Perhaps more so than at any other time this century, cultural analysis lies at the center of the human sciences. Written both for the specialist and for scholars in a variety of disciplines, these essays explore the revolution which has taken place over the last twenty-five years in our understanding of contemporary culture, and decodes a number of the symbols which now dominate public life.
Wuthnow divides the essays collected here into three distinct “vocabularies” Part I examines the ways in which religious and scientific languages function as vocabularies of conviction in public life, Part II focuses on music and art as vocabularies of expression, and Part III considers law, ideology, and public policy as vocabularies of persuasion. The contributors discuss such diverse subjects as American spiritualism, the syntax of modern dance, and the social context of number one songs. What unifies the book is the common concern with the concrete, everyday manifestations of culture and the importance of understanding its basic structure.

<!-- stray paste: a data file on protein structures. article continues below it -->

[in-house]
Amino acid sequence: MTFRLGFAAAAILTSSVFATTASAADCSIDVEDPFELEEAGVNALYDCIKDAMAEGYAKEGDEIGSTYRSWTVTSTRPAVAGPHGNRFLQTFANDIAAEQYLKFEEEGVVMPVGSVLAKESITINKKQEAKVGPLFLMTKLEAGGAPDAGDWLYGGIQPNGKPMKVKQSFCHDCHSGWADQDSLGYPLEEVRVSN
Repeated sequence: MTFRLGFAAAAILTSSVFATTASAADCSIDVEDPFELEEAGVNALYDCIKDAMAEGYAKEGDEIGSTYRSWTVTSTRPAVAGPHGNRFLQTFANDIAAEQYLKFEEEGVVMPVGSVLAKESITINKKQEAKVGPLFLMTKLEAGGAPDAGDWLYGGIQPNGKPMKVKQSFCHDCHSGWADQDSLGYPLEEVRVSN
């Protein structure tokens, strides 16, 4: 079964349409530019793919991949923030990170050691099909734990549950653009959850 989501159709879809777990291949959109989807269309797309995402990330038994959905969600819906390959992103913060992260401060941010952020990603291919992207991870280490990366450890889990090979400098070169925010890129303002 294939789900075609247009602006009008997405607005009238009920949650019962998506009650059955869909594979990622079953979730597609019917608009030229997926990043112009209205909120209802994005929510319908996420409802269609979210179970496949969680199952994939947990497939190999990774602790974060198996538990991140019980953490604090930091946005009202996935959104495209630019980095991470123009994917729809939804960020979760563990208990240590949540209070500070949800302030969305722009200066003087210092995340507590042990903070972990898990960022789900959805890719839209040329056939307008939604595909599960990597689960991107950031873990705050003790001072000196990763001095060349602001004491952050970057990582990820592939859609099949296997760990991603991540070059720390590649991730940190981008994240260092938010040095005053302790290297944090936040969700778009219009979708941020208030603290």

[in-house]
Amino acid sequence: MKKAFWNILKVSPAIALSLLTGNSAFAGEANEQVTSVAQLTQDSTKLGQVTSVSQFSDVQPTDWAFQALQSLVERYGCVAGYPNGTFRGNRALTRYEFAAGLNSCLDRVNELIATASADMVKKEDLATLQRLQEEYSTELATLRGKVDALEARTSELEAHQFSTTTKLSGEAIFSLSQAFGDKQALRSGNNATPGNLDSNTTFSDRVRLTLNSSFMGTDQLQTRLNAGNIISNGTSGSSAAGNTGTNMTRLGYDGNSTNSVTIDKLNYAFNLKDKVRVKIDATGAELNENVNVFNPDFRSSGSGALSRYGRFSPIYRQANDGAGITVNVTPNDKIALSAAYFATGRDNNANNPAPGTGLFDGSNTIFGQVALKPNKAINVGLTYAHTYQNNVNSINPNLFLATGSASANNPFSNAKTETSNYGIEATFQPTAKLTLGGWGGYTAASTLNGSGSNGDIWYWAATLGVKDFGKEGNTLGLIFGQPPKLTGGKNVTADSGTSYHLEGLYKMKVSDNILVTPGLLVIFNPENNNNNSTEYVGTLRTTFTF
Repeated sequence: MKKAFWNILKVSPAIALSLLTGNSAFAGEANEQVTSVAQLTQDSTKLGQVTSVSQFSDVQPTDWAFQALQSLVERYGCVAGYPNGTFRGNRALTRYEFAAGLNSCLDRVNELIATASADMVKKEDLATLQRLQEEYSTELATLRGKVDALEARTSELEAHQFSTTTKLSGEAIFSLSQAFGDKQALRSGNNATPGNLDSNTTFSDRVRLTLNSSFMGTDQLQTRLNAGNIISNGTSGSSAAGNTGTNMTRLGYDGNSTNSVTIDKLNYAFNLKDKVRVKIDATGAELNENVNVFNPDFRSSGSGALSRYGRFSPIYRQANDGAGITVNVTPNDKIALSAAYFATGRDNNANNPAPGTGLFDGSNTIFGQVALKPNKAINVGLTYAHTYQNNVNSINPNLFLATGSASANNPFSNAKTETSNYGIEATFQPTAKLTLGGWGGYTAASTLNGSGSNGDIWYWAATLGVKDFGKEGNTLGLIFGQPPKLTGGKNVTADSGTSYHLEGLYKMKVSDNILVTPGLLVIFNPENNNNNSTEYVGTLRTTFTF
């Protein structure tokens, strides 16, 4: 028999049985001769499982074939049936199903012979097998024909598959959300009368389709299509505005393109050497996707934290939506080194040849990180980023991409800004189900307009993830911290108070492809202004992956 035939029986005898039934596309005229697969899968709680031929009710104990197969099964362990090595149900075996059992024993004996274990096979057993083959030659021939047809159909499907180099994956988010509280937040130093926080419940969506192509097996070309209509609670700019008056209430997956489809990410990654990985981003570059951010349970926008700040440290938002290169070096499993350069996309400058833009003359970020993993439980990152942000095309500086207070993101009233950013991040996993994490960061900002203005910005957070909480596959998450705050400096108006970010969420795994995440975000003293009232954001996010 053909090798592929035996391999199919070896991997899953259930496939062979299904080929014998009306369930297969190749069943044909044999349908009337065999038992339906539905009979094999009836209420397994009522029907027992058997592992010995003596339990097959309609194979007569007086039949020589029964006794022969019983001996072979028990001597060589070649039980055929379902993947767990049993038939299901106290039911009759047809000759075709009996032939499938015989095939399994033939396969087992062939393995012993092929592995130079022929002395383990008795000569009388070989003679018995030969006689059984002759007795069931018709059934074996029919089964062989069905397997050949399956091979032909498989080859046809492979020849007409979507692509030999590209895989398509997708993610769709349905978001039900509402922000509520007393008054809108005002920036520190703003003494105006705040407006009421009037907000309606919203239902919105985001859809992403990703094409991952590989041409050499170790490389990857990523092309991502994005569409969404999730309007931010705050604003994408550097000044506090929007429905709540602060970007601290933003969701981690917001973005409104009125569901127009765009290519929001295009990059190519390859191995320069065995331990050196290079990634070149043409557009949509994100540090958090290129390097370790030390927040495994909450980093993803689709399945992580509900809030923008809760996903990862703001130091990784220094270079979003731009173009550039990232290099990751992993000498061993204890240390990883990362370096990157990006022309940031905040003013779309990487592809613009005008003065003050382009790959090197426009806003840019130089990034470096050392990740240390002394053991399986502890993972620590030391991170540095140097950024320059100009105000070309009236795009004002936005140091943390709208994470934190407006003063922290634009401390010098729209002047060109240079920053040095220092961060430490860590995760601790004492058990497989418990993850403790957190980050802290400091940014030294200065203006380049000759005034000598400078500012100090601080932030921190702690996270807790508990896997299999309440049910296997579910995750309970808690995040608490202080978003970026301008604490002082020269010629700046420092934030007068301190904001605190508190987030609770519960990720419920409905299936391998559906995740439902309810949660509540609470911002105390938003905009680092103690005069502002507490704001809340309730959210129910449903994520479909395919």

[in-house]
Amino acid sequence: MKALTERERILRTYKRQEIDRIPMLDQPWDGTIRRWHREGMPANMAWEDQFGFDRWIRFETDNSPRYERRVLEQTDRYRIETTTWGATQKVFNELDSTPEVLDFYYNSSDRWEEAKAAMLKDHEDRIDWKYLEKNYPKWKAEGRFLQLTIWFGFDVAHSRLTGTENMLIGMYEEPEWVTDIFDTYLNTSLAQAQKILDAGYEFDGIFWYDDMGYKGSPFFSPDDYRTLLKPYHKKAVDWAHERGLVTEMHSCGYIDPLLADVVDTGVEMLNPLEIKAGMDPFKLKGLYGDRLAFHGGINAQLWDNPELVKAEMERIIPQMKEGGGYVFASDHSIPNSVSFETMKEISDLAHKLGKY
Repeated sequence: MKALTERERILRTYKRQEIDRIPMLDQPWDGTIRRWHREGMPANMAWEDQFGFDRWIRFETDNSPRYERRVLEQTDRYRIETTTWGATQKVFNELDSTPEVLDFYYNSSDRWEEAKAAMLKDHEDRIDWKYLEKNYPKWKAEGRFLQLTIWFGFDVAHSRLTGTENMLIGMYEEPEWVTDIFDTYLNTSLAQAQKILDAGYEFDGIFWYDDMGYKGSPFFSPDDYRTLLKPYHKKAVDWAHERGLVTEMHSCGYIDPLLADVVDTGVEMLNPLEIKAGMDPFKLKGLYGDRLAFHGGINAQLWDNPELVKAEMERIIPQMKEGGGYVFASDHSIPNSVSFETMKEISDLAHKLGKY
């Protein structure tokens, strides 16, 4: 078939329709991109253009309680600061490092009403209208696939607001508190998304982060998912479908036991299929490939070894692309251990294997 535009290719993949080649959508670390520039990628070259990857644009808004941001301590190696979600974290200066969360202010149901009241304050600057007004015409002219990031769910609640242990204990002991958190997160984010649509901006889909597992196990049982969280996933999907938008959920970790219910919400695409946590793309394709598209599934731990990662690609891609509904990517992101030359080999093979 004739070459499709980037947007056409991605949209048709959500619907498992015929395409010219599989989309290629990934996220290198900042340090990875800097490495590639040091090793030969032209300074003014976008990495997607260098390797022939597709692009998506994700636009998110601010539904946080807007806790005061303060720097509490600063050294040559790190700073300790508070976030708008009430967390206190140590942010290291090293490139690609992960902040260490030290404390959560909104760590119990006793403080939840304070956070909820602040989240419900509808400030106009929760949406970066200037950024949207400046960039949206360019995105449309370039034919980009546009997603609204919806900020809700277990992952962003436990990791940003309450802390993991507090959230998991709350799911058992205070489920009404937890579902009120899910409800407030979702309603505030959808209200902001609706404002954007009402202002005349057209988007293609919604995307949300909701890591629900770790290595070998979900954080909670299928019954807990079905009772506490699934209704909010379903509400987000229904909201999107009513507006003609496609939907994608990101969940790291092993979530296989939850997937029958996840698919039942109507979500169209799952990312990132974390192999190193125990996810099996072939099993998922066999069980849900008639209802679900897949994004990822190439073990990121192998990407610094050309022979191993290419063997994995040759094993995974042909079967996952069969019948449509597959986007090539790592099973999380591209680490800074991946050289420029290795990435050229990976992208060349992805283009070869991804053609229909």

Robert Wuthnow is Professor of Sociology at Princeton University.